Frequently Asked Questions

General Information

No. The F-1 or J-1 visa categories require full-time enrollment.

Yes, the Evening Division is the part-time program. Evening classes are scheduled three days a week starting at 6 p.m. For more info, visit our Evening JD Program webpage.

Yes. First-year students begin classes in May (summer) as part of the Accelerated JD Program and in August (fall) for the traditional JD program. Visiting and transfer students may apply to start in either August or January (spring).

The 2023 entering class includes 29% BIPOC students, 16% LGBTQ, and 25% first-gen college students*.

*as of 8/28/23

The 2023 entering class was 395 students (299 day and 96 evening).

In the heart of Boston, along the historic Freedom Trail, at the edge of Boston Common and the financial district. 120 Tremont Street, Boston, MA 02108


You may only apply for one of the two divisions.  If you are unsure as to which program you would like to matriculate into, simply choose one.  Should admission be granted, it is often possible to request a switch to the other division.

No. Personal interviews are scheduled only at the request of the Admission Committee.

You must use the LSAC electronic application to apply for admission to Suffolk Law’s JD program. To start the process, you must register with LSAC.

Suffolk's Office of International Student Services can help you obtain form I-20 for an F-1 visa, or you qualify for a form DS-2019 under the J-1 program. Note, if you are seeking an F-1 or J-1 visa through Suffolk, you must attend the full time (day) program as those visa categories require full-time enrollment.

No. You either the Law School Admission Test (LSAT), the Graduate Record Exam (GRE), or the JD Next.

All applicants must participate in the Credential Assembly Service (CAS) provided by the Law School Admission Council (LSAC) regardless of which standardized test is being taken. Through this service, Suffolk Law will automatically receive reportable LSAT scores and will consider those results in its review process.

Applicants who elect to take the GRE instead of the LSAT must instruct the Educational Testing Service (ETS) to send Suffolk Law all GRE test scores from the prior five-year period. Suffolk Law's ETS code is: 4343.

Applicants who take more than one type of standardized test must report all scores to Suffolk Law.

Yes. You must register for CAS and use it to send all undergraduate and graduate transcripts sent to LSAC. When we receive and process your application, we will request your CAS report, which includes your LSAT scores, copies of your academic transcripts, LSAT writing sample, and a summary of your undergraduate grades. If you subscribed to the Letter of Recommendation Service, the letters also will be included. If you had previously registered with CAS, you must re-register only if that subscription had lapsed. For information, contact LSAC directly.

You must take the LSAT, JD Next, or GRE, and submit an online application through LSAC. For documents, you will need a resume, personal statement, letter of recommendation and all transcripts from colleges and graduate schools you attended.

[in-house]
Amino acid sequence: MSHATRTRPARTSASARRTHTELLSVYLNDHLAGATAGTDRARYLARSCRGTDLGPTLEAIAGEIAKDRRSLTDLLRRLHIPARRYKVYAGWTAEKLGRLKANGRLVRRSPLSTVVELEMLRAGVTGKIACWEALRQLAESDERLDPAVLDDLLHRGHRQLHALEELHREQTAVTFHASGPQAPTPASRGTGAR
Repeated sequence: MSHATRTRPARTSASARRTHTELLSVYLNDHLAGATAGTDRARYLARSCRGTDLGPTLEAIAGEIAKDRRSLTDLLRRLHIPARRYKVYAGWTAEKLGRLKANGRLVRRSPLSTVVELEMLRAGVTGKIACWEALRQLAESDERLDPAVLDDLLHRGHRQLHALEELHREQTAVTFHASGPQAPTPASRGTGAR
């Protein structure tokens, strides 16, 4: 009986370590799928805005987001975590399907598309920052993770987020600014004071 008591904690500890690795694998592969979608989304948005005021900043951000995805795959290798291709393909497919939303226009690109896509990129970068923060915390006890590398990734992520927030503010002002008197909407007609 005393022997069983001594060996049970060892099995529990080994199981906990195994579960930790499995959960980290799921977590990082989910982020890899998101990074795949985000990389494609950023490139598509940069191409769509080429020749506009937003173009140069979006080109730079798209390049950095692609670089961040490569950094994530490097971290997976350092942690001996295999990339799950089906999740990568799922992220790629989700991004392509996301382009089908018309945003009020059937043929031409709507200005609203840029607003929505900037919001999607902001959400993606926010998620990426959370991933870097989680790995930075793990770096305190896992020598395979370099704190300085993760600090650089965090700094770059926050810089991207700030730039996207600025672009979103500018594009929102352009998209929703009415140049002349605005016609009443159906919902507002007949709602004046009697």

The priority application deadline for the JD program is April 1. The priority application deadline for the HJD and AJD programs are February 1. The Binding Early Decision Program deadline is December 1. We begin accepting applications in September. Decisions are released on a rolling basis beginning in late November. After the priority deadline, we continue to accept applications until July 1 and review applications in the order they are received. We strongly recommend prospective students apply before the priority deadlines.

Yes, if you were dismissed from the prior law school more than two years ago.

Student Life

Yes. We offer six concentrations (like a major) in the following areas of interest: Intellectual Property Law, Health & Biomedical Law, Business Law & Financial ServicesLegal Innovation & Technology, Trial & Appellate Advocacy, and International Law. Matriculating students may apply for enrollment in a concentration in their second academic year.

Yes. Suffolk Law students can study and/or intern in more than 90 countries.

Semester exchange programs are offered in Dusseldorf, Germany; Guadalajara and Mexico City, Mexico; Lund, Sweden; Montreal and Ottawa, Canada.

Suffolk Law School also has an exclusive agreement with the Center for International Legal Studies to offer internships for JD students and externships for LLM students and other post-graduates with law degrees. For more info, visit our Study Abroad webpage.

Yes. Law students enrolled in at least 75% of a full-time academic program are eligible to participate in the student health insurance offered through Suffolk University. Learn more about Suffolk University's Student Health Care & Insurance.

No. However, law students may refer to Suffolk University’s Off-Campus Housing Website as a resource to search for housing or find roommates.

Suffolk Law has 13 in-house clinics in which students represent real clients in real cases with supervision from a faculty member who is a practicing attorney. Clinics range from intellectual property law and immigration hearings to criminal defense and juvenile guardianship. Suffolk Law's clinical programs have been ranked in the top 30 since 2009 by U.S. News & World Report. For more info, visit our Clinics webpage.

Financial Aid

Please see our Tuition & Aid FAQ's for further information.